United States of America, Plaintiff-appellee, v. John Charles Burge, Defendant-appellant, 990 F.2d 244 (6th Cir. 1993)

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US Court of Appeals for the Sixth Circuit - 990 F.2d 244 (6th Cir. 1993) Argued Dec. 4, 1992. Decided Dec. 28, 1992. *Certiorari Denied May 17, 1993. See 113 S. Ct. 2379

Eric M. Straus, Asst. U.S. Atty. (argued and briefed), U.S. Department of Justice, Detroit, MI, for plaintiff-appellee.

Jill L. Price, David C. Tholen (argued and briefed), Detroit, MI, for defendant-appellant.

Before MERRITT, Chief Judge; and GUY and RYAN, Circuit Judges.


Defendant appeals his conviction on seven counts of receiving bribery payments as a labor union employee in violation of the Taft-Hartley Act and two counts of filing false and fraudulent income tax returns. Defendant contends the trial judge erred in two ways: limiting the scope of his examination of a federal agent and refusing to instruct the jury on his defenses as requested by counsel. Defendant also argues that there was insufficient evidence to support the conviction. Finding no merit in defendant's claims of error, we affirm.

This case involves alleged union-management corruption in the air freight industry at Detroit Metropolitan Airport between 1984 and 1986. Defendant, John Burge, was a business agent of the International Brotherhood of Teamsters, Chauffeurs, Warehousemen and Helpers of America, Local 124. During this time, Locals 124 and 299 were involved in "turf wars," constantly competing to represent more employees of the various air freight companies.

In April 1985, defendant approached Carlos Calio, the president and owner of Trans-Overseas Corporation, an air freight business. Defendant informed Calio that Local 299 was considering organizing Trans-Overseas' employees. He informed Calio that if Local 124 represented the employees it would not insist on as high wage rates; would permit Trans-Overseas to maintain its current health, welfare, and pension benefits; and that Trans-Overseas would avoid picketing. To benefit from this arrangement, Burge informed Calio that Trans-Overseas would need to engage a labor consulting firm, paying an initial retainer fee of $750, and monthly payments thereafter of $150. Later that same month Trans-Overseas received a $750 invoice from Western Enterprises for "consulting services rendered." Bank records indicate that defendant was the president and owner of Western Enterprises. The signature card for Western Enterprises' bank account, under "type of business," listed "assumed name." Calio contacted the Department of Labor and informed them of Burge's activities.

At the next meeting between Calio and Burge, Calio wore a wire while special agents physically surveilled the meeting. Other conversations were taped as well. Several of these tapes were played for the jury. Burge informed Calio that when one of Calio's competitors declined a similar arrangement Local 299 struck that company. Burge also discussed with Calio the benefits of an arrangement called labor leasing. In negotiating the "consulting fees" with Calio, Burge referred to the consulting company in the third person.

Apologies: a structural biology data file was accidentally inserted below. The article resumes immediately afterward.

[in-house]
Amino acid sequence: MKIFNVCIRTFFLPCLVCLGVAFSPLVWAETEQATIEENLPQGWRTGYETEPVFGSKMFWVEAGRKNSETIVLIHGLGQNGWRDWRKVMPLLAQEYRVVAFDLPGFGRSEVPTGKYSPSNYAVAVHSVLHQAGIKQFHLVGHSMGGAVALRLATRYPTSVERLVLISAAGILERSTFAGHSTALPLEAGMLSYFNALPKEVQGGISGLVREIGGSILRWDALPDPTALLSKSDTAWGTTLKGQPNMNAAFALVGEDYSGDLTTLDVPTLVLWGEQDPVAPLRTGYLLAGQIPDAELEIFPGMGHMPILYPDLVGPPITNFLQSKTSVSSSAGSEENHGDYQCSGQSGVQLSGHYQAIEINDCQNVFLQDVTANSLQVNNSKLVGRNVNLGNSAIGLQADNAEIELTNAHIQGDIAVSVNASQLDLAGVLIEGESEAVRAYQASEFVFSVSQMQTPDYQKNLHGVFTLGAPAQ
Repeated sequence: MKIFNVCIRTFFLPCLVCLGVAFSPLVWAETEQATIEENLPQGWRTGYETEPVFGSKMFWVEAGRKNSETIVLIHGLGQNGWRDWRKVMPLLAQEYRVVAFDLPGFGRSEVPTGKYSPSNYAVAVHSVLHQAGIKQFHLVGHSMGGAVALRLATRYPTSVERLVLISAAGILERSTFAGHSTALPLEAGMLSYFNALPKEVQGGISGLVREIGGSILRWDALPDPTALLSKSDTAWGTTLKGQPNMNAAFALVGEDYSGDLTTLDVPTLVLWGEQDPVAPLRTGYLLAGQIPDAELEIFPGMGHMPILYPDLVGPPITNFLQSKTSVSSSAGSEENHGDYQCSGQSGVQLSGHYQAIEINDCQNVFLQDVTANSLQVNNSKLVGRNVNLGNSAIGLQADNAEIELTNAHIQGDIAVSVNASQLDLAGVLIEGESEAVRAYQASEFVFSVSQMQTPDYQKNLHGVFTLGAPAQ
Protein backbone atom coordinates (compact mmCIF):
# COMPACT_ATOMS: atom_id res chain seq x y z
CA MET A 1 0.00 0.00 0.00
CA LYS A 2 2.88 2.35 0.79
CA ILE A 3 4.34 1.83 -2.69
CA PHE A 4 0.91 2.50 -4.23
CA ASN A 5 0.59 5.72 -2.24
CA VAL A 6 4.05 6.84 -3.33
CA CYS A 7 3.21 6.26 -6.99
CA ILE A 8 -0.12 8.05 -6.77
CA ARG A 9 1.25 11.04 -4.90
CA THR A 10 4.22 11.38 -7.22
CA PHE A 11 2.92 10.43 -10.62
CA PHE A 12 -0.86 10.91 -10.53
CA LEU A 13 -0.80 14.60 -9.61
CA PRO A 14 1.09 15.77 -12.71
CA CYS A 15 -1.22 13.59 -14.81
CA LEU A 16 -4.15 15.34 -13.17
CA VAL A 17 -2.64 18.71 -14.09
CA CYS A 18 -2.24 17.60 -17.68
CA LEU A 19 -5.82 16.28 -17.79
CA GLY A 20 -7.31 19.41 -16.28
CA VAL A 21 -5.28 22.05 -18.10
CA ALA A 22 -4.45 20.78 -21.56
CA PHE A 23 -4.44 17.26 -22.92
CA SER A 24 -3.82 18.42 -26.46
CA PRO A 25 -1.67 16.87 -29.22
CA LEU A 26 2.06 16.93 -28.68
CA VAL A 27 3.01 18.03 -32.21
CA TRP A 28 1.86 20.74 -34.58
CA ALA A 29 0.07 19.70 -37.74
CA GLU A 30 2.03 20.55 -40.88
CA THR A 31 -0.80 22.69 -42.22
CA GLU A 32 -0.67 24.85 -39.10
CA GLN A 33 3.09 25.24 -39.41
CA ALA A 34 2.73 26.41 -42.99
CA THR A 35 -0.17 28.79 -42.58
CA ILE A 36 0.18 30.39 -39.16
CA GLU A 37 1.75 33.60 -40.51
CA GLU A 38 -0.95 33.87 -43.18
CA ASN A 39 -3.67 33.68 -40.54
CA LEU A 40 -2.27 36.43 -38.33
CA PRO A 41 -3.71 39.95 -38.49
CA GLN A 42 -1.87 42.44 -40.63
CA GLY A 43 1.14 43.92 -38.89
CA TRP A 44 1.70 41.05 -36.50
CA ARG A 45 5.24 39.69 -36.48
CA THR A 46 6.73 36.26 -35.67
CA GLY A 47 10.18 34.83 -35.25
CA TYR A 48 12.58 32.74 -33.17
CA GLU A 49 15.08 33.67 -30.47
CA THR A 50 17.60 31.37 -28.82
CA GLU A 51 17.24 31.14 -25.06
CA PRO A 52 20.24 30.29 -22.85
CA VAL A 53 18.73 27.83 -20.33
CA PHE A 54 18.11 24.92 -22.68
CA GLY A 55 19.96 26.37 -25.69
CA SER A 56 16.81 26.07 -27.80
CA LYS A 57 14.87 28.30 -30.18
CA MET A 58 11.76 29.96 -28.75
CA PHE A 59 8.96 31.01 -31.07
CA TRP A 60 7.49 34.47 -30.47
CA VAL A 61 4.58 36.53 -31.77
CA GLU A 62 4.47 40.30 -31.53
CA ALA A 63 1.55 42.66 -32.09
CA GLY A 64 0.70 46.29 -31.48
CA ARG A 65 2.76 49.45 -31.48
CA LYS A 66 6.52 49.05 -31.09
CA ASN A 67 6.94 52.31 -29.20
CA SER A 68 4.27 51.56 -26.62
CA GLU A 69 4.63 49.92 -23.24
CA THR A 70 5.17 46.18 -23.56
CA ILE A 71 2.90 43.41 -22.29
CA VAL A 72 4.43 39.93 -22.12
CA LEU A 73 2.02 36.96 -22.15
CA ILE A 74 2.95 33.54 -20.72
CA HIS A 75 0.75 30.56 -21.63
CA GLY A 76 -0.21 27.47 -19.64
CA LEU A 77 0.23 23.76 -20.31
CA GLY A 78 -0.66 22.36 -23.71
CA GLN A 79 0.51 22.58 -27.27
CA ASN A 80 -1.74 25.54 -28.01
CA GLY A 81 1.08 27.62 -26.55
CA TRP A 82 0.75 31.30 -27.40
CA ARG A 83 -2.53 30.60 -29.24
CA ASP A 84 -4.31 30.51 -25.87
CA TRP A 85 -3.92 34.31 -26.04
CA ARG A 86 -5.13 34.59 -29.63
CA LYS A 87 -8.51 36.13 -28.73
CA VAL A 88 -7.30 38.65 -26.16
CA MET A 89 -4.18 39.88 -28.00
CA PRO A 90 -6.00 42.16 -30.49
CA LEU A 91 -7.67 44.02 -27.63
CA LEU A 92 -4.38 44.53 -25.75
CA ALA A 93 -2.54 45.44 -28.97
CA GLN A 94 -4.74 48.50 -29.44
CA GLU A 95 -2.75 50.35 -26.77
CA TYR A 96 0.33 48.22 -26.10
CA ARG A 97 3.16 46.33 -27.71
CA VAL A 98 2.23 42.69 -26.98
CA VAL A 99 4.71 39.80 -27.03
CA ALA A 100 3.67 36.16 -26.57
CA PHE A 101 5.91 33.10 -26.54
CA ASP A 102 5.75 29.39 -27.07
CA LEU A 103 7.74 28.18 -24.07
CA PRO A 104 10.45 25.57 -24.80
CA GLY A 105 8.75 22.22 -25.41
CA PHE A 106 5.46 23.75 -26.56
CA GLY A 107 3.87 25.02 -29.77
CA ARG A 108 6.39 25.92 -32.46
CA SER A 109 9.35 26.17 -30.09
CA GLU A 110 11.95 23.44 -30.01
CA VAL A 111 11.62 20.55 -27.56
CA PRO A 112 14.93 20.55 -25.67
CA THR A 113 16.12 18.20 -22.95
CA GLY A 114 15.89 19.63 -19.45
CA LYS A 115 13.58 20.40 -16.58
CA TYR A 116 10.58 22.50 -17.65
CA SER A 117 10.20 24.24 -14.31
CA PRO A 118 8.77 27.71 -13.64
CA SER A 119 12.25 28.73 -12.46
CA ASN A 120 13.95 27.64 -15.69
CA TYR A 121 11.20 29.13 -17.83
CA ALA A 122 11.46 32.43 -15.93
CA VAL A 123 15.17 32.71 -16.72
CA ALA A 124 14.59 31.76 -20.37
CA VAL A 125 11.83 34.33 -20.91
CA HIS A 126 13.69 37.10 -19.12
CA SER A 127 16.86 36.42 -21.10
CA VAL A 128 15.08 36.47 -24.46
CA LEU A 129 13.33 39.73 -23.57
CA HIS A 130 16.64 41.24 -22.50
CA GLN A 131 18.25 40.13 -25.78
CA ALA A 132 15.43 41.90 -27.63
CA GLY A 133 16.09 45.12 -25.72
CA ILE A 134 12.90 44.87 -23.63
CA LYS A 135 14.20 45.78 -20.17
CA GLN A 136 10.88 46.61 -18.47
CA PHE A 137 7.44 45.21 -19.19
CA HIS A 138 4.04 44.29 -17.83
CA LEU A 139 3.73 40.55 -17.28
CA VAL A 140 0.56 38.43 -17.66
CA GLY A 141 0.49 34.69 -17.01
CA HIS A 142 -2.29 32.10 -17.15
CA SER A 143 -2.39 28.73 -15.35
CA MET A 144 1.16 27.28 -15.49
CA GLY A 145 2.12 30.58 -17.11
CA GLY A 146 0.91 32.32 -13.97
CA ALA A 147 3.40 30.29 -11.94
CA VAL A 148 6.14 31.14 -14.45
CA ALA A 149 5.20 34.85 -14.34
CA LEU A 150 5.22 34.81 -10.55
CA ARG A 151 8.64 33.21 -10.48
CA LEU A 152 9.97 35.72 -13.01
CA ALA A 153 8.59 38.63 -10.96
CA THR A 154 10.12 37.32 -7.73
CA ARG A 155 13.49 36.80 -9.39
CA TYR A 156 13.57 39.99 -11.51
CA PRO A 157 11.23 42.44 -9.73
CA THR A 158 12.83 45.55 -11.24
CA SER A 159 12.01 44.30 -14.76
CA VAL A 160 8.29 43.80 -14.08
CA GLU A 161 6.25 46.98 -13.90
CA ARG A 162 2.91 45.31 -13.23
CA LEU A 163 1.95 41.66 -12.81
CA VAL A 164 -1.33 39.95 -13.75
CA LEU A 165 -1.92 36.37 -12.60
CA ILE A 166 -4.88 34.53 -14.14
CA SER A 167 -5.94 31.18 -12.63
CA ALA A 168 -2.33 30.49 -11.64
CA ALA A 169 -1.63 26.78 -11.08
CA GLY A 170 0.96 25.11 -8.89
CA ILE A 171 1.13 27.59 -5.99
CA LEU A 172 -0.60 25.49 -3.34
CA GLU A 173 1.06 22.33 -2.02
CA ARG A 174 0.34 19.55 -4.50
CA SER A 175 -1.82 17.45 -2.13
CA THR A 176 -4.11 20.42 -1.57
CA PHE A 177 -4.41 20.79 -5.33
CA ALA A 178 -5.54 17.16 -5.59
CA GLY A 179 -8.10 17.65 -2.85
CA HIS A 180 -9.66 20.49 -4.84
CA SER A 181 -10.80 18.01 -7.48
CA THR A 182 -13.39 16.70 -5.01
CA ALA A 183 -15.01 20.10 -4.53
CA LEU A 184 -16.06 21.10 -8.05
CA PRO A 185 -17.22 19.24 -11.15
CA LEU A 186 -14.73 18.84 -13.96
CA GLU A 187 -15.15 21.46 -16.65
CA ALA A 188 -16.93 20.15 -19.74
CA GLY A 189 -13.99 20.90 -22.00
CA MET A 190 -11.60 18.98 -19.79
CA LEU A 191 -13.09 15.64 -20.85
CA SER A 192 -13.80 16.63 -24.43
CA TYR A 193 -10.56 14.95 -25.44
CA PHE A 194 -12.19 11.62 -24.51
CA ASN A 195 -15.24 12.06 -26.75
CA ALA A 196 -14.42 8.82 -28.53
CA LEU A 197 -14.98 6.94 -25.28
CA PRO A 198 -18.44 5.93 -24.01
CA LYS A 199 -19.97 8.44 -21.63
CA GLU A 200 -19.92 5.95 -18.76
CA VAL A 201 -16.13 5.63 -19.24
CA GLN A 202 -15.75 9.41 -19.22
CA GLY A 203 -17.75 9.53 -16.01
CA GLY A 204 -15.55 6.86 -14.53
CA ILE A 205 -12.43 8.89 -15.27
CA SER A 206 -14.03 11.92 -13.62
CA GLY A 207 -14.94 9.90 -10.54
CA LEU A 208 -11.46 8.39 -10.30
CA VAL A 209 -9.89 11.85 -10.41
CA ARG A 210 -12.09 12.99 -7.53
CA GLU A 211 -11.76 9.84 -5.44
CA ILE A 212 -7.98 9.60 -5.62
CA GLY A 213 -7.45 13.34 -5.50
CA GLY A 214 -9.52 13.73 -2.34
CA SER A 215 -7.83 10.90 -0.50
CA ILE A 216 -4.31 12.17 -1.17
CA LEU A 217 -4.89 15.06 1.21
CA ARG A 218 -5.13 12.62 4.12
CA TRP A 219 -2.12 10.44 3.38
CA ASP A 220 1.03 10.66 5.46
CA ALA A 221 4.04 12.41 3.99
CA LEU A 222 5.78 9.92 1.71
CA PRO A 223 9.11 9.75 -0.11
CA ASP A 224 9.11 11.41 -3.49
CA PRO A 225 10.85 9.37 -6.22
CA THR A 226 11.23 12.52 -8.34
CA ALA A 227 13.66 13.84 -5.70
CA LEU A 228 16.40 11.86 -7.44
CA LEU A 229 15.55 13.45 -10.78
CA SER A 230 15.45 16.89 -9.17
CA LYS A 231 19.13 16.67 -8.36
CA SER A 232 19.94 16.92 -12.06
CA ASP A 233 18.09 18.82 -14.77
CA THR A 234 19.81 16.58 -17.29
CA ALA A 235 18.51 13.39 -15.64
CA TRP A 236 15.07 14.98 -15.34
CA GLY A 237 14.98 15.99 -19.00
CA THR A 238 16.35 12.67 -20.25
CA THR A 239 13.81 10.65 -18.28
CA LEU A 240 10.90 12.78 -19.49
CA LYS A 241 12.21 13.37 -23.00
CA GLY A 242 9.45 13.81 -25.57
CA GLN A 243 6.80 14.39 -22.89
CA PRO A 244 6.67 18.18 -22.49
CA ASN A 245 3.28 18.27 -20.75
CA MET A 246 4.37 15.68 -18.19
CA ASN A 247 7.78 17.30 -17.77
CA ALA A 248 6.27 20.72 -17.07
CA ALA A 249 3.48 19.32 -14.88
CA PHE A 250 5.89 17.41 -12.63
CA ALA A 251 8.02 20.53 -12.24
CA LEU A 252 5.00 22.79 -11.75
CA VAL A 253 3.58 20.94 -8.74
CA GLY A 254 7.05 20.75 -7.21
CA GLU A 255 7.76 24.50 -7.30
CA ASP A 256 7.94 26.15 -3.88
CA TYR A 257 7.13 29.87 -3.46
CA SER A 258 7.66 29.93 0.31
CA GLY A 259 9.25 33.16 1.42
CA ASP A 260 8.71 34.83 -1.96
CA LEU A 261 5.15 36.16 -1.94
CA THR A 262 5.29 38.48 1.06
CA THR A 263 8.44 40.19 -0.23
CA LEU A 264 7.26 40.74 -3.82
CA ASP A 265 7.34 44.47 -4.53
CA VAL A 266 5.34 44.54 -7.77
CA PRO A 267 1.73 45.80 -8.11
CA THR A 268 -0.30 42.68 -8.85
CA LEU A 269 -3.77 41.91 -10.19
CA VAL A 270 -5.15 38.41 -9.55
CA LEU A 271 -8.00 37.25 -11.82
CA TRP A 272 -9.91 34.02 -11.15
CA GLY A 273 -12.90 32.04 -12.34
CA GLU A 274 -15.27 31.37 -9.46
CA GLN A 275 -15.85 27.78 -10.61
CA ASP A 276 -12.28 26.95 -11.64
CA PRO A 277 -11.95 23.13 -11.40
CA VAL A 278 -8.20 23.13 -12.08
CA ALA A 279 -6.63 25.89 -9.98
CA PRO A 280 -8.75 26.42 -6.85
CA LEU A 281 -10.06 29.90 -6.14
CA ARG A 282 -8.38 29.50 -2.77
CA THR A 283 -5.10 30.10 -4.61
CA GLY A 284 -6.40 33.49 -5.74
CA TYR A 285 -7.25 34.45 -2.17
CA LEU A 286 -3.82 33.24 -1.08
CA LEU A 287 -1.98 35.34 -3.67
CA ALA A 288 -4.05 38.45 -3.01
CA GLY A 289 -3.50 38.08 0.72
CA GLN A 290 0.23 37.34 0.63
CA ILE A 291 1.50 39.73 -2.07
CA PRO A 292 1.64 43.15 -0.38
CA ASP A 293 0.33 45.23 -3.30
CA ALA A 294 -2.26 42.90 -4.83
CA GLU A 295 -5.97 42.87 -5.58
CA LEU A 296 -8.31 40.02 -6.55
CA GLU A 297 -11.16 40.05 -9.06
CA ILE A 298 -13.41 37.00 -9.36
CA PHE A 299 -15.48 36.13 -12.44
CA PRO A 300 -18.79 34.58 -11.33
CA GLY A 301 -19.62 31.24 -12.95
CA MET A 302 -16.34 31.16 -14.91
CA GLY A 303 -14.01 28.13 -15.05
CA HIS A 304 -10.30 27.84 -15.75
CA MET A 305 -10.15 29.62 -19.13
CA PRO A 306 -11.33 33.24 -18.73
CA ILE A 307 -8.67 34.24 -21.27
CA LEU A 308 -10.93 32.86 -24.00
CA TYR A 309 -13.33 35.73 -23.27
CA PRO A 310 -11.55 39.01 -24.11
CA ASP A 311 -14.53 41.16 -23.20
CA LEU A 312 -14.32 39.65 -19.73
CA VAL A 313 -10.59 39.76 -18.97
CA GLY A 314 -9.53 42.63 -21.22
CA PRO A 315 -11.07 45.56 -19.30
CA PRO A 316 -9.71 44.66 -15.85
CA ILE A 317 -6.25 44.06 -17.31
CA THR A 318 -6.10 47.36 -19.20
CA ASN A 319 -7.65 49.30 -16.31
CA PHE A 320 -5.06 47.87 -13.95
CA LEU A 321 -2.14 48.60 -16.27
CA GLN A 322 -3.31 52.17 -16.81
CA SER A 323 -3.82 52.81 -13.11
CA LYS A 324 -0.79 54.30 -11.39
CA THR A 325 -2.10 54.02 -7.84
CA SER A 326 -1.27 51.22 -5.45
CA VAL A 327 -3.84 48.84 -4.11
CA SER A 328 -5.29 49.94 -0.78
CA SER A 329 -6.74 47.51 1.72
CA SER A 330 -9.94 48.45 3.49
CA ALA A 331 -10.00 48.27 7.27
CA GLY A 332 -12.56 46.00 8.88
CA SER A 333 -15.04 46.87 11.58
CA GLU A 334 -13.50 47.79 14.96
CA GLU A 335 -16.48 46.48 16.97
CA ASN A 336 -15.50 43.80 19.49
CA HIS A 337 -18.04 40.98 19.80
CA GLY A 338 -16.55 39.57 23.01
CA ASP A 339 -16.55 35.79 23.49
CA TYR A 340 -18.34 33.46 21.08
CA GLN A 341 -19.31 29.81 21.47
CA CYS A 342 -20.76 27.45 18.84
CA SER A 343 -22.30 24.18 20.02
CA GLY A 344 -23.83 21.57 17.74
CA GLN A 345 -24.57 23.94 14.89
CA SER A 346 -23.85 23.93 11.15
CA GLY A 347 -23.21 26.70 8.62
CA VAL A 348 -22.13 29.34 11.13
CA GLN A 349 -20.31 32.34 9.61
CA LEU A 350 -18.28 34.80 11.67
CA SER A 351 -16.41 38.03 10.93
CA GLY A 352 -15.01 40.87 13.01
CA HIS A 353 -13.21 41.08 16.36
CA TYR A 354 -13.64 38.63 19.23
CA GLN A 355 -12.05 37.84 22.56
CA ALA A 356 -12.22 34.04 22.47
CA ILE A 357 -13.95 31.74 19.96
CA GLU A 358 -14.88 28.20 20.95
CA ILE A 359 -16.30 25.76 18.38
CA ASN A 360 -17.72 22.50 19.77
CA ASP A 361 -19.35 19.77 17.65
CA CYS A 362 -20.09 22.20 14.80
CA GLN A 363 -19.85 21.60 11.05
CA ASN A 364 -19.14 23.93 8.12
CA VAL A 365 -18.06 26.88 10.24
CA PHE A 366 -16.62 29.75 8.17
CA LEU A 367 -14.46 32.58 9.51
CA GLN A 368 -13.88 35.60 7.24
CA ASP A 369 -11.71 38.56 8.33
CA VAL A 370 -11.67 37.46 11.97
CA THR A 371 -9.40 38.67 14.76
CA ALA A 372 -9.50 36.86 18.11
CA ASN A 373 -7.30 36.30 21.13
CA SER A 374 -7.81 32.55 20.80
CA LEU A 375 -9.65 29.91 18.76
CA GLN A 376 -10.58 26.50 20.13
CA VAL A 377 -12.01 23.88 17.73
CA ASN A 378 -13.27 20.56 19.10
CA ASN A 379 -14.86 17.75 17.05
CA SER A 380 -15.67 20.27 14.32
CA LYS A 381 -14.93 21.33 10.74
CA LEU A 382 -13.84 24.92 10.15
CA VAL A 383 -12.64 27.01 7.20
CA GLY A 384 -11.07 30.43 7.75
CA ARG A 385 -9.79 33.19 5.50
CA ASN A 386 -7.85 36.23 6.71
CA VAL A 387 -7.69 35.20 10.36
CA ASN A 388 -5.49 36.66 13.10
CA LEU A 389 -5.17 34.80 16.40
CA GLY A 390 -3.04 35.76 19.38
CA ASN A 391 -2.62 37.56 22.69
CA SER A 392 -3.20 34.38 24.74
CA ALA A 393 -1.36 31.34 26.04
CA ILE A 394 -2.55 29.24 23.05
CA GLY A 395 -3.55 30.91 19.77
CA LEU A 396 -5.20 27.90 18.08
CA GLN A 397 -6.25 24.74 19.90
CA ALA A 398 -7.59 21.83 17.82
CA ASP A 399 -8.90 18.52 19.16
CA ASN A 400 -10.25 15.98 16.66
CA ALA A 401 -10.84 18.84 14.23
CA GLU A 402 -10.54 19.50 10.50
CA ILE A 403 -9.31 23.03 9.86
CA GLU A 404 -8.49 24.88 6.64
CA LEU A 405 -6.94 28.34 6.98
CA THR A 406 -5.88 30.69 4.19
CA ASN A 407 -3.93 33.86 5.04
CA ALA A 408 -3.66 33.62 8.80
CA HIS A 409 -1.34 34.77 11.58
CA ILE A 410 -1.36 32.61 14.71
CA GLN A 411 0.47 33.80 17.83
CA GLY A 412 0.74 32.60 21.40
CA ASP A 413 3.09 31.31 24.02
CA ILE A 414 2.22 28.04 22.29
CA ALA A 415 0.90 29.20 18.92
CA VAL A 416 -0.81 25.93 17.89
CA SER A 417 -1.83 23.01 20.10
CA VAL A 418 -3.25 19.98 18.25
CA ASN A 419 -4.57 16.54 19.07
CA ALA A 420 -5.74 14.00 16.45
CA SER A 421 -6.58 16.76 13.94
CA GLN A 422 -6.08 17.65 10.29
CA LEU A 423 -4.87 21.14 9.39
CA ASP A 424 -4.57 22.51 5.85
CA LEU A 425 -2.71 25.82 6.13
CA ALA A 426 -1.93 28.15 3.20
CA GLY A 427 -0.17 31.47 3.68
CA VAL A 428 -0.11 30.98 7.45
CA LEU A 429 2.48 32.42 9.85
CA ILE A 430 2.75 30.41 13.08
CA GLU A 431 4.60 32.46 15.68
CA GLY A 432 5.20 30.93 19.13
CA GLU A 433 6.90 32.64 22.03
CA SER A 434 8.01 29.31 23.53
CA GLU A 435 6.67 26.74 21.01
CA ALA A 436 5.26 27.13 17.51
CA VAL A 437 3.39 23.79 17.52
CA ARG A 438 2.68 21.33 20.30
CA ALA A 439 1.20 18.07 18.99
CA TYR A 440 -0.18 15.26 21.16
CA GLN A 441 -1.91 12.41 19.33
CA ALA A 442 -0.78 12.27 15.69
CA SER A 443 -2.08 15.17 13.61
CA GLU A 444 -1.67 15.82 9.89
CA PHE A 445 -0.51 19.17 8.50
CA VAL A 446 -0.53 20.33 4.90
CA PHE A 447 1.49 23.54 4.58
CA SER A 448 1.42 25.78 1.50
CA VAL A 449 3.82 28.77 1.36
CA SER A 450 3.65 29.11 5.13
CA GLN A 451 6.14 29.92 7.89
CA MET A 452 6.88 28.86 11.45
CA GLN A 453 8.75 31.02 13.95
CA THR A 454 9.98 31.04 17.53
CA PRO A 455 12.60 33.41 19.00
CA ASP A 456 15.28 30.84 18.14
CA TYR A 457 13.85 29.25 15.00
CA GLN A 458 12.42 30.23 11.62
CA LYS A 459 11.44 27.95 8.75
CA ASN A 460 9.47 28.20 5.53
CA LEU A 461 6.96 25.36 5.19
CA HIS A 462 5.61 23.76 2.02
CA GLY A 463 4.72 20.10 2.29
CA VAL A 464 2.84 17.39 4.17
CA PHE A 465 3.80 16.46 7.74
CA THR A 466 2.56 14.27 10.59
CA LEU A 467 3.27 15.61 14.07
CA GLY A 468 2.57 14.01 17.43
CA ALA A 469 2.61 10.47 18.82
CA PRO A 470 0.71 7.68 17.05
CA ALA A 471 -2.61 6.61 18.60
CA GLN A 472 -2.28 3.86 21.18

In December 1985, federal agents executed search warrants on defendant's residence and several air freight companies near Metropolitan Airport, seizing records indicating payments to Western Enterprises from the companies. The companies searched included Airport Distributors, Inc. and J.S.G. Haulage Corporation, both owned by Joseph Suriano; and Timely Air Freight, owned by Charles Hall. The records seized led to the charges in this case.

Defendant was indicted on seven counts of accepting payments as a labor union officer or employee in violation of the Taft-Hartley Act.1  Counts one through four involved payments received from the companies owned by Joseph Suriano. Counts five through seven involved payments received from the company owned by Charles Hall.2  Charles Hall was also charged with a one-count violation of the Taft-Hartley Act for unlawful payment to a union employee. Hall pled guilty pursuant to a Rule 11 plea agreement that required Hall to testify at the grand jury and at trial. Joseph Suriano testified in the present action pursuant to a grant of immunity under a compulsion order.

Burge had contacted Hall in an attempt to organize Hall's employees. Prior to contacting Hall, Hall's company had been vandalized--nails spread on the driveway and truck windshields broken. Burge convinced Hall that signing a representation agreement with Local 124 would be far better for the company than an agreement with Local 299. Hall's company eventually signed a recognition agreement with Local 124 containing economic terms far more favorable than Local 299 would have allowed. Hall also agreed that his company would pay Western Enterprises a monthly consulting fee. During the first six months of this arrangement, Burge did provide some advice on matters such as the set up and operation of the company's dock. After the first six months, the payments continued; yet, Burge provided no services of value.

Hall testified Burge would often bring the invoice for Western Enterprises with him when he came to pick up the check for union dues. Sometimes he even wrote out the invoice when he got there. Every month Burge would tell them horror stories in the industry--obstruction of business, strikes, or companies in trouble. Burge also repeatedly reminded Hall that he was Jimmy Hoffa's nephew. When collecting the payments, he sometimes told Hall that he would "take care of him." Hall testified he understood the payments were made because of Burge's status with Local 124 and his apparent ability to maintain labor peace for the company. Hall paid approximately $23,000 for consulting services between February 1984 and December 1985. Hall stopped making payments to Western Enterprises after the search by federal agents. A week after the search, Burge contacted Hall and asked, "Why don't you continue the payments so it looks legitimate?"Burge met with Joseph Suriano in the fall of 1984 in an attempt to organize the employees of Airport Distributors. At that time, Local 299 already represented Suriano's other company, J.G.S. Haulage. After Suriano rejected Burge's invitation to join Local 124, Local 299 attempted to organize the employees of Airport Distributors. The company began to experience equipment breakdowns, damages, and vandalism. Eventually a week-long strike occurred, ending in the recognition of Local 299 as the bargaining representative of the employees. After the recognition agreement was signed, Burge called Suriano. Suriano testified that Burge "explained that I had--should have listened to him earlier because now I had the problems...."